The Evoque R-Dynamic may not be capable of running on electrons alone despite its mild hybrid system, though its tiny turbo engine and small stature should be enough to make this a miserly runabout. And, indeed, fuel consumption figures from Natural Resources Canada (NRCan) suggest that’s the case. With ratings of 11.4 L/100 km in the city and 8.9 L/100 km on the highway – and a combined 10.3 L/100 km – the Evoque isn’t the most efficient crossover of its kind, but it’s about average for the segment.
Unfortunately, real-world consumption was far worse, with the Evoque sucking back premium-grade gasoline to the tune of 13.2 L/100 km over the course of a week’s worth of testing. That much of the roughly 400 km was spent cruising country roads at a relaxed pace makes for a disappointment at the pumps. Granted, the Evoque features all-wheel drive and the version tested was sporting 20-inch wheels shod in winter rubber. However, that’s a steep decline in efficiency to blame on up-sized alloys, winter tires, and an all-wheel-drive system that disconnects the rear wheels until extra traction is needed.
Driving Feel: 9/10
The on-road demeanour of the Evoque is certainly a unique one. Despite its small stature – at 4,371 mm long, it’s 148 mm shorter than a Honda Civic hatchback – it cruises around like a much larger luxury vehicle. It’s also a Land Rover, which means it can hold its own off the beaten path. Yet the Evoque also boasts an agility that isn’t hindered by the fact it can wade through water up to the tops of its wheels.
No, it’s not sporty the way the BMW X2 M35i is, but the Evoque still manages to deliver an engaging drive should the mood strike. Despite its generous 212-mm ground clearance, it drives like a sporty hatchback when pushed, with minimal body roll even through the sharpest of switchbacks. Credit a wheelbase that pushes the wheels to the corners, improving responsiveness while also giving the Evoque decent approach and departure angles that come in handy off-road.
Shifts from the transmission are crisp and precise, while the engine braking that’s engaged via the steering-wheel-mounted paddle shifters breathes a second life into the peppy powertrain – one of a playful and downright dynamic nature. While there’s no selectable sport mode, the suspension is well-tuned for spirited driving even without the available adaptive dampers.
Whether the Evoque is being pushed hard or piloted gently, the steering setup is superb. Adequately direct and appropriately heavy, keeping the Evoque moving in its intended direction of travel isn’t a chore.
The Evoque is the smallest vehicle in the Land Rover lineup, but it doesn’t necessarily feel that way inside. The cabin is somewhat narrow, but it can accommodate four adults with ease. Even with the front seats positioned for long-limbed occupants, legroom in the second row is surprisingly spacious.
The rear seats feature 40/20/40 split-folding functionality, allowing longer items to fit while still offering space for four occupants – an unfortunately uncommon feature that pays dividends here. While the seats themselves don’t fold completely flat, the 1,156 L of total cargo room is more than adequate when extra space for stuff is needed.
Behind the back seats, the Evoque’s 472 L is less than most competitors by the numbers, but they don’t tell the whole story. A deep and wide area allows cargo of all shapes and sizes to fit behind the tailgate, while tie-downs allow items to be secured in the back if required.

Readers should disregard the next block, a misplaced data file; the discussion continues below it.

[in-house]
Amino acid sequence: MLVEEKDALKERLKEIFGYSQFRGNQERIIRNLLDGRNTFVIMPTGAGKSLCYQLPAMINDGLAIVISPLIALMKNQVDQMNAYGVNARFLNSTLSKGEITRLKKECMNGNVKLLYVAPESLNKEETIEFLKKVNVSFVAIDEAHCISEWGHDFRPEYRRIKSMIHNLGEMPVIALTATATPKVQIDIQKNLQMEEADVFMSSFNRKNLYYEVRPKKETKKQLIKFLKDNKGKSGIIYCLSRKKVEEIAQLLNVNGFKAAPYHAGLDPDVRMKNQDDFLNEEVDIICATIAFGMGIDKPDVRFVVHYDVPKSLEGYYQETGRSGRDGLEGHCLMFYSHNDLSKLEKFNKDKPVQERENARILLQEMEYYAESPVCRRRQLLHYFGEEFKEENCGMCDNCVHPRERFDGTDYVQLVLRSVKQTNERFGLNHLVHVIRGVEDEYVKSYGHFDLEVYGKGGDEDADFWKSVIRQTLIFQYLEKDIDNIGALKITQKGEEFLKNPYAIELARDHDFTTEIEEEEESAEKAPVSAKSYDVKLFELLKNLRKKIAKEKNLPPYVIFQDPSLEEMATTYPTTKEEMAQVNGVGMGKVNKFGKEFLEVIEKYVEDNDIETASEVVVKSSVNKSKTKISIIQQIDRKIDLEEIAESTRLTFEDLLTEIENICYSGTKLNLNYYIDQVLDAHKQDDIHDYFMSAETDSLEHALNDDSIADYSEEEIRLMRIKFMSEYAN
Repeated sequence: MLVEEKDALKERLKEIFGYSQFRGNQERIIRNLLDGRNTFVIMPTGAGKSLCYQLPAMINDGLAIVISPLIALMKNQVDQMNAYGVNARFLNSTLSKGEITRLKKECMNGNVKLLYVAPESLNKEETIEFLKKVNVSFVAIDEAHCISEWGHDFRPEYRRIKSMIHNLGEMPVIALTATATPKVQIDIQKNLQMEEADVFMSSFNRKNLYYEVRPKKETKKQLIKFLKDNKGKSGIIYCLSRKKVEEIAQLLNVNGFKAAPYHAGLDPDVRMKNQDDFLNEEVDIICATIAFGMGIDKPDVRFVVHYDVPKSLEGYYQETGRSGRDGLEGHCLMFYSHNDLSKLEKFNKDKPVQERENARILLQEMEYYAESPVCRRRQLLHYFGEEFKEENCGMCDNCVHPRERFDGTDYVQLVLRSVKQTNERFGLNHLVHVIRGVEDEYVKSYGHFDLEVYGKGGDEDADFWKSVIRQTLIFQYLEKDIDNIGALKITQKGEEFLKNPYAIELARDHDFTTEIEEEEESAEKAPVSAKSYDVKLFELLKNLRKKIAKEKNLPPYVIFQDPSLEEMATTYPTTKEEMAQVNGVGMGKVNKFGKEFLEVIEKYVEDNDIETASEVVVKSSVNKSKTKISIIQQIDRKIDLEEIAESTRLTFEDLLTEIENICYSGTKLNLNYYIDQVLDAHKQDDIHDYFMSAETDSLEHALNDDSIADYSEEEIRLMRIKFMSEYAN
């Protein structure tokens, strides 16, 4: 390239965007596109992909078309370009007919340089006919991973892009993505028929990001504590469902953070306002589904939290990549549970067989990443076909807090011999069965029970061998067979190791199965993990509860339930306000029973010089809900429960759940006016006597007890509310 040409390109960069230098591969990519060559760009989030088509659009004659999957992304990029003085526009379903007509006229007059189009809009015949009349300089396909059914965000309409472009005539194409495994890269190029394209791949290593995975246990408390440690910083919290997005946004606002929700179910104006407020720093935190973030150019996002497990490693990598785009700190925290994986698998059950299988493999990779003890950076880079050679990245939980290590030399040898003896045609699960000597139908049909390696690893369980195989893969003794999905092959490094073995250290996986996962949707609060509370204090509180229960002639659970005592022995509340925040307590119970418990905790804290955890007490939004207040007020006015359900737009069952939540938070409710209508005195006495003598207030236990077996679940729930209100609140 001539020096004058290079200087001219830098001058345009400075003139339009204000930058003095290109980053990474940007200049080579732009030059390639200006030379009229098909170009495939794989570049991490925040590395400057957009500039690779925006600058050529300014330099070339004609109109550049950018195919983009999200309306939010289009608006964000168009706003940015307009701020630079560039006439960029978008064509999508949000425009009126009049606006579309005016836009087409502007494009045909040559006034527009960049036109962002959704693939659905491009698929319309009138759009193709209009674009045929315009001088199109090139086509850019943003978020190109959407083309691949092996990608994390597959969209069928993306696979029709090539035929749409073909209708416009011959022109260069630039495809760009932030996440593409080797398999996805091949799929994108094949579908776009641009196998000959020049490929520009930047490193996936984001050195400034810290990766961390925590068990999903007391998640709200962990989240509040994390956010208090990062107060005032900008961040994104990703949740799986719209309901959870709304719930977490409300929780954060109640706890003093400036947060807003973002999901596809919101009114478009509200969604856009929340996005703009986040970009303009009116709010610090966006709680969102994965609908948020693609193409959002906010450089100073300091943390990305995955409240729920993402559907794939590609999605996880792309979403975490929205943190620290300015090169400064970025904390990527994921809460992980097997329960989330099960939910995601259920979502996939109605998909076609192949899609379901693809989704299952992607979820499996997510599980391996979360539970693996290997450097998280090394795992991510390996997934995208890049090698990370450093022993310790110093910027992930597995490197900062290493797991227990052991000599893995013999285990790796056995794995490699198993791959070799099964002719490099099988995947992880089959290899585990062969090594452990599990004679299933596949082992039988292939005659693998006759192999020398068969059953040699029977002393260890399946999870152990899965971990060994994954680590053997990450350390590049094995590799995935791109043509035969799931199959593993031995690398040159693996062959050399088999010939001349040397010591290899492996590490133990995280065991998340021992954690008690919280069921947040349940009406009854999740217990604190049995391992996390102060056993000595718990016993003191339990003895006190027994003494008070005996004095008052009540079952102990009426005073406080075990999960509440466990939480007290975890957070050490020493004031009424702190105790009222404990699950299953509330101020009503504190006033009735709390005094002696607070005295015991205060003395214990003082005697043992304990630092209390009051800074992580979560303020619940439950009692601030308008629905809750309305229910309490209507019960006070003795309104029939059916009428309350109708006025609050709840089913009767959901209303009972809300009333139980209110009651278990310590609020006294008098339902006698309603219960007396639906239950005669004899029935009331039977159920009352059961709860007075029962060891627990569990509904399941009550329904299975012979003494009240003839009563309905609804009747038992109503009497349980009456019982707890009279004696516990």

For those brave enough to venture off-road in the Evoque, generous ground clearance and variety of electronic aids ensure it’s up to the challenge. There are a handful of settings for different terrains – mud, sand, rocks, and the like – that are accessed through the lower infotainment screen, tailoring the drivetrain to perform at its best in those conditions.
The level of opulence the Evoque provides is truly befitting of the Range Rover name. While most premium brands’ entry-level models are exactly that – entry-level – the Evoque is an upscale ride that’s unlike anything else its size. With a well-damped suspension that’s suited to even the roughest roads, it was only this tester’s 20-inch wheels that made the presence of ruts and washboards known. Likewise, the level of sound insulation is second to none, with little from the outside world making its way into the cabin.
And then there are the seats. Thick and firmly padded, they provide users with plenty of support on longer drives without much fatigue or discomfort. The optional massaging from seats found in the tester shown were also a nice touch, though the actuators that run the various settings were quite noisy – and the massage programs themselves only lasted a short time before automatically shutting off.
The Evoque certainly occupies a unique space in the premium subcompact crossover segment, and it has the pricing model to match. While it does offer upscale opulence that outclasses the competition, its starting price of $47,500 before freight and fees registers well above its rivals – and it only goes up from there.
Those who want the added jolt of the mild hybrid system will pay $53,500 before freight and fees for the cheapest R-Dynamic model, while the top R-Dynamic HSE tester seen here starts at $62,500. With some $9,700 in options, however, this example carried a pre-tax price of $74,000 – a substantial sum of money for something so small.
Considering all that’s including in the slightly larger – and far sleeker – Range Rover Velar, there’s a compelling case to be made for the version with the same engine found here, which starts at $68,500. Even a Mercedes-Benz C-Class wagon with all the options added rings it at less, and it offers more room in the process.
With great little crossovers like this from brands like Audi, BMW, and Mercedes, the Evoque might not be the first one that comes to mind – but maybe it should be. Those looking for prestige in a small package will certainly find it here, though it doesn’t come cheap. Looking past the price, however, few crossovers deliver the type of technology, versatility, and comfort the loaded Evoque does at this size and beyond.
|Engine Cylinders||Turbo I4 MHEV|
|Peak Horsepower||296 hp @ 5,500 rpm|
|Peak Torque||295 lb-ft @ 1,500–4,500 rpm|
|Fuel Economy||11.4/8.9/10.3 L/100 km cty/hwy/cmb|
|Cargo Space||472 / 1,156 L seats down|
|Model Tested||2020 Land Rover Range Rover Evoque P300 R-Dynamic HSE|
|Price as Tested||$74,000|
$9,700 – Massaging Seats, $1,300; Fixed Panoramic Roof, $1,300; Head-Up Display, $1,000; Seoul Silver Pearl Paint, $800; Surround-View Camera, $800; Black Pack, $670; Cold Climate Pack, $670; Meridian Surround Sound, $600; Black Contrast Roof, $550; Power-Adjustable Steering Column, $510; Black 20-inch Wheels, $500; Satellite Radio, $500; Illuminated Front Sill Plates, $300; Headlight Washers, $200